- Formats: Support return types that are relevant to your audience and their consumption habits (JSON, XML, etc). In certain enterprise, government, and open data API initiatives, this could even be CSV or PDF.
- Hypermedia: Consider adding controls that enable smart navigation, tagging, pagination, and more.
3: External Testing
There aren’t many circumstances in which you’d release a new product into the wild without testing it on a focus group of potential or existing customers. Apply this same product mentality to API product ownership.
Services like Peek make it easy for copywriters, designers and developers to get some quick insight into what people think about their site. Unfortunately, the need for technical expertise means that it’s more difficult to get this kind of feedback from potential API consumers.
Releasing an API as an open beta and actively monitoring a feedback forum is not a bad idea because it reassures developer consumers that, if there are problems with the API, there’s at least some chance that they’ll be addressed over time.
Merely having an open beta status encourages feedback far more than a traditional release. Amplifying testing features could involve offering virtual environments for developer users to model API behavior in their application development processess.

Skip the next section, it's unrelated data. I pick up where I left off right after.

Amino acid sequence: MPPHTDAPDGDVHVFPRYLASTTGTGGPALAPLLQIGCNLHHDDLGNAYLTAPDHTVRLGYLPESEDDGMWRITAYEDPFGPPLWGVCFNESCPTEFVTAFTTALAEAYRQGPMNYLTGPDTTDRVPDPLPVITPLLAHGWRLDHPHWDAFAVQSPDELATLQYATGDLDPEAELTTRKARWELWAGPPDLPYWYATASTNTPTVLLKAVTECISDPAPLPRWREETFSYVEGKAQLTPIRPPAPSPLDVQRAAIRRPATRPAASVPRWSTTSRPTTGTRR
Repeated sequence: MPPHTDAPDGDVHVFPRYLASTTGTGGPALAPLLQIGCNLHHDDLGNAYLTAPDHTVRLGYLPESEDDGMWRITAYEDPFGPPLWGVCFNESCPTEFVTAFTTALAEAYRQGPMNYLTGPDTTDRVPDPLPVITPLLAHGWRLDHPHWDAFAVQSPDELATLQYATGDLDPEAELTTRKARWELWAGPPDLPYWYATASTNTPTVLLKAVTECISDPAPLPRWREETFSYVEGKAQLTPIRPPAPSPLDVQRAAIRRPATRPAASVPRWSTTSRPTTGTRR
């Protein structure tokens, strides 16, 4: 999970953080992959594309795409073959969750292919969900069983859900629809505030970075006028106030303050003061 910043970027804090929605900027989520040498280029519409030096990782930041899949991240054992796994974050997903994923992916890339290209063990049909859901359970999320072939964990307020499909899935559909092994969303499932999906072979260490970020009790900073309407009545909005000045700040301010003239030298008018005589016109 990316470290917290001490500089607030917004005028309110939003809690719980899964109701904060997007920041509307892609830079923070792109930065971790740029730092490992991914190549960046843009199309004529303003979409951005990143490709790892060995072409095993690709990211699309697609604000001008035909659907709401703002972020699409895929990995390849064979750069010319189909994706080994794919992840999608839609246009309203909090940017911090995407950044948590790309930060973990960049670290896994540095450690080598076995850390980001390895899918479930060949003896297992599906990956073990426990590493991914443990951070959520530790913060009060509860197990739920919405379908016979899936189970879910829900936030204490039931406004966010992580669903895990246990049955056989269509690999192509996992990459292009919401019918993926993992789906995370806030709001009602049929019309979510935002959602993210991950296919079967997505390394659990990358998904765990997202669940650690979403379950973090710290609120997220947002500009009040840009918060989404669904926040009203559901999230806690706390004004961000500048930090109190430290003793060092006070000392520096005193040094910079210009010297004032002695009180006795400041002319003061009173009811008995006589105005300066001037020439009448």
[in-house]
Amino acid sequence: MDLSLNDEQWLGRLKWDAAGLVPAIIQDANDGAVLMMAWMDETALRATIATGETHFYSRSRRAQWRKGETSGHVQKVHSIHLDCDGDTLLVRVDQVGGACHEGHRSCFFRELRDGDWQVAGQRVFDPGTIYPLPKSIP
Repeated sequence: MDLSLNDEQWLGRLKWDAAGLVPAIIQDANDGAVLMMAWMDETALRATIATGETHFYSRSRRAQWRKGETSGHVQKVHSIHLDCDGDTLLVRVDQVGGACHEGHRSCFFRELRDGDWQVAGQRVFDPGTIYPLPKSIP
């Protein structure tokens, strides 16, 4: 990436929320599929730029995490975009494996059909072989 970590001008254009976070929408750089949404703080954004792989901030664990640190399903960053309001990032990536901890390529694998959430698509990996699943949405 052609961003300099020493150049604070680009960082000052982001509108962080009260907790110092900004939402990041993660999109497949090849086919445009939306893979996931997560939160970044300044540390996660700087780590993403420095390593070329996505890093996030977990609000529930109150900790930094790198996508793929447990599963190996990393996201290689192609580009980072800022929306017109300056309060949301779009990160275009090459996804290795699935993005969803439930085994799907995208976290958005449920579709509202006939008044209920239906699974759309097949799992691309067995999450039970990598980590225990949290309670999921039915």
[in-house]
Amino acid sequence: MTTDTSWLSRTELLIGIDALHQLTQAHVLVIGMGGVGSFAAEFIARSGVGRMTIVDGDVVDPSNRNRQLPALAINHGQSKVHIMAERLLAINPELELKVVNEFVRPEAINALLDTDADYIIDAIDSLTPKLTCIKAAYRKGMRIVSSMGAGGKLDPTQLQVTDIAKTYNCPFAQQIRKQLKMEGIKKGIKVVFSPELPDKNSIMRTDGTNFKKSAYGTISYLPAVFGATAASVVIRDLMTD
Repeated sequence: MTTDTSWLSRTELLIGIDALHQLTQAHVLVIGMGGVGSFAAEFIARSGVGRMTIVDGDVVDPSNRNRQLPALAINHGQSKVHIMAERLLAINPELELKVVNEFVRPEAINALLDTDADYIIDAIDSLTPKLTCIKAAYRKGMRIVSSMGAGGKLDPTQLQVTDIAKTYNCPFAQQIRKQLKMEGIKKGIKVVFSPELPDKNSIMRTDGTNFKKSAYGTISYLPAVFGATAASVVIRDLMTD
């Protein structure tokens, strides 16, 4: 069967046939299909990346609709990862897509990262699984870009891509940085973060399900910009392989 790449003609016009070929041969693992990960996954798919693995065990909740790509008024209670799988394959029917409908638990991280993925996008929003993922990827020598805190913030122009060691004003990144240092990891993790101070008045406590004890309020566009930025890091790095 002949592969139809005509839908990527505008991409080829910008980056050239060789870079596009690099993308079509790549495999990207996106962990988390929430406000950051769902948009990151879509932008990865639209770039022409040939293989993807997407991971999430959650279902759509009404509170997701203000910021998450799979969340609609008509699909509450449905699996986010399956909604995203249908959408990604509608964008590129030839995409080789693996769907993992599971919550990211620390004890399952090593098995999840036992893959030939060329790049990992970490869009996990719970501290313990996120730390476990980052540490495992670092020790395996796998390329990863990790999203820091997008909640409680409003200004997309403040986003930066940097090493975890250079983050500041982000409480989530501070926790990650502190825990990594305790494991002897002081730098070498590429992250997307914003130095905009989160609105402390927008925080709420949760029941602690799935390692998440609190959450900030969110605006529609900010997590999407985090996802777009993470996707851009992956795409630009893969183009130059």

4: Status/Changelog and Documentation
Properly managing API endpoint statuses is key to keeping users happy. Something like MailChimp’s solution (http://status.mailchimp.com) is a nice way to keep people in the loop and establish credibility with great uptime rates:
On the off chance that something goes wrong, good ways to notify API consumers (other than a status page, like MailChimp uses) are to send out email alerts or share a status update on Twitter.
MailChimp also maintains a thorough changelog, offers an API playground, an error glossary, a list of best practices, along with many and other guides. The result is that their Developer area feels just as welcoming to complete newbies as those who’ve been working with APIs for years.
Properly describing your API responses with comprehensive error codes is critical for creating usable web APIs. Sometimes things go wrong and that’s ok, as long as messages arising from errors (whichever side they’re on) explain how to remedy them.
<message>Dial: Invalid phone number format</message>
There’s nothing less helpful than an unclear, unstructured error that leaves you scratching your head. The Twilio API error response shown above is a great example of how NOT to leave one confused — it has a straightforward error message with a link to get more information on what caused it and how to remedy it.